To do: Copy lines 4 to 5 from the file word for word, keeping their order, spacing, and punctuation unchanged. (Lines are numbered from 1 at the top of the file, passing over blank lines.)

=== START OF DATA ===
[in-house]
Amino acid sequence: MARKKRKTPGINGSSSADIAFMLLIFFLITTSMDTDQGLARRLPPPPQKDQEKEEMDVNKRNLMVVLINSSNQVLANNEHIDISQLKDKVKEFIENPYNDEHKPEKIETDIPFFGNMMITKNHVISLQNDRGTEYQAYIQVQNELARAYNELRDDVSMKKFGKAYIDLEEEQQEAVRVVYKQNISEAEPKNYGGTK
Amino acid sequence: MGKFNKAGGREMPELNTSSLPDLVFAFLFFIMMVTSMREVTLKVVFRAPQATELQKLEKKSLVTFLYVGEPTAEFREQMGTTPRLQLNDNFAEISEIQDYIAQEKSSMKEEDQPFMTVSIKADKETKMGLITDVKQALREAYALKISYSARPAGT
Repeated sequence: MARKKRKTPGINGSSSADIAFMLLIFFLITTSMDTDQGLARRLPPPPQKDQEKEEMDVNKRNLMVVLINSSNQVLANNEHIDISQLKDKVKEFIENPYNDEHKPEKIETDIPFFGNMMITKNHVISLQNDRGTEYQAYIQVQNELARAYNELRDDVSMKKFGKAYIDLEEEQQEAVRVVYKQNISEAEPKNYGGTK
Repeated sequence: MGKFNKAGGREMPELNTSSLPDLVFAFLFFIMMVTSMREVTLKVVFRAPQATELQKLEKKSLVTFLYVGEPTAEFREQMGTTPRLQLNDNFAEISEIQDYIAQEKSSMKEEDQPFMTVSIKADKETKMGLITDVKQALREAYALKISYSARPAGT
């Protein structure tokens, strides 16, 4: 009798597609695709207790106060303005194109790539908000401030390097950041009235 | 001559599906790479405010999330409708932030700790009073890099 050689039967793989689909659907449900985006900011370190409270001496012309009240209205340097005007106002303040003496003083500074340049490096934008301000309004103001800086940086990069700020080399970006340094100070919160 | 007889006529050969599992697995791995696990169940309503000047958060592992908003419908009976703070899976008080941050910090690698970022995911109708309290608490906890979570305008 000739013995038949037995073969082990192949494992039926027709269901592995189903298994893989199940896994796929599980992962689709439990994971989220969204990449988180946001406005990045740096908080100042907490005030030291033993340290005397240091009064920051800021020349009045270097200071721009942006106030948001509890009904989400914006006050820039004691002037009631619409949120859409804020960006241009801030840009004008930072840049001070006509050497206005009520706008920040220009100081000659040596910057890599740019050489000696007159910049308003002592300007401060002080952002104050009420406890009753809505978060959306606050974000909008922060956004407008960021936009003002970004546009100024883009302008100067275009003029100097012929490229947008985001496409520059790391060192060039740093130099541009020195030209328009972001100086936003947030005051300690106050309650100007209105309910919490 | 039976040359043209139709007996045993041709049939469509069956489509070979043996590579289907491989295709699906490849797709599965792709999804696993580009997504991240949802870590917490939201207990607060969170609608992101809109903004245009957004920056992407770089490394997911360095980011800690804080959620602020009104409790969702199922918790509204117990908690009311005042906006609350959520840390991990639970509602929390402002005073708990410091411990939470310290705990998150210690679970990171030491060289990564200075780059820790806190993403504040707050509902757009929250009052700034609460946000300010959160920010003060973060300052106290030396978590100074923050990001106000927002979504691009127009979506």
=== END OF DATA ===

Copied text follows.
Repeated sequence: MARKKRKTPGINGSSSADIAFMLLIFFLITTSMDTDQGLARRLPPPPQKDQEKEEMDVNKRNLMVVLINSSNQVLANNEHIDISQLKDKVKEFIENPYNDEHKPEKIETDIPFFGNMMITKNHVISLQNDRGTEYQAYIQVQNELARAYNELRDDVSMKKFGKAYIDLEEEQQEAVRVVYKQNISEAEPKNYGGTK
Repeated sequence: MGKFNKAGGREMPELNTSSLPDLVFAFLFFIMMVTSMREVTLKVVFRAPQATELQKLEKKSLVTFLYVGEPTAEFREQMGTTPRLQLNDNFAEISEIQDYIAQEKSSMKEEDQPFMTVSIKADKETKMGLITDVKQALREAYALKISYSARPAGT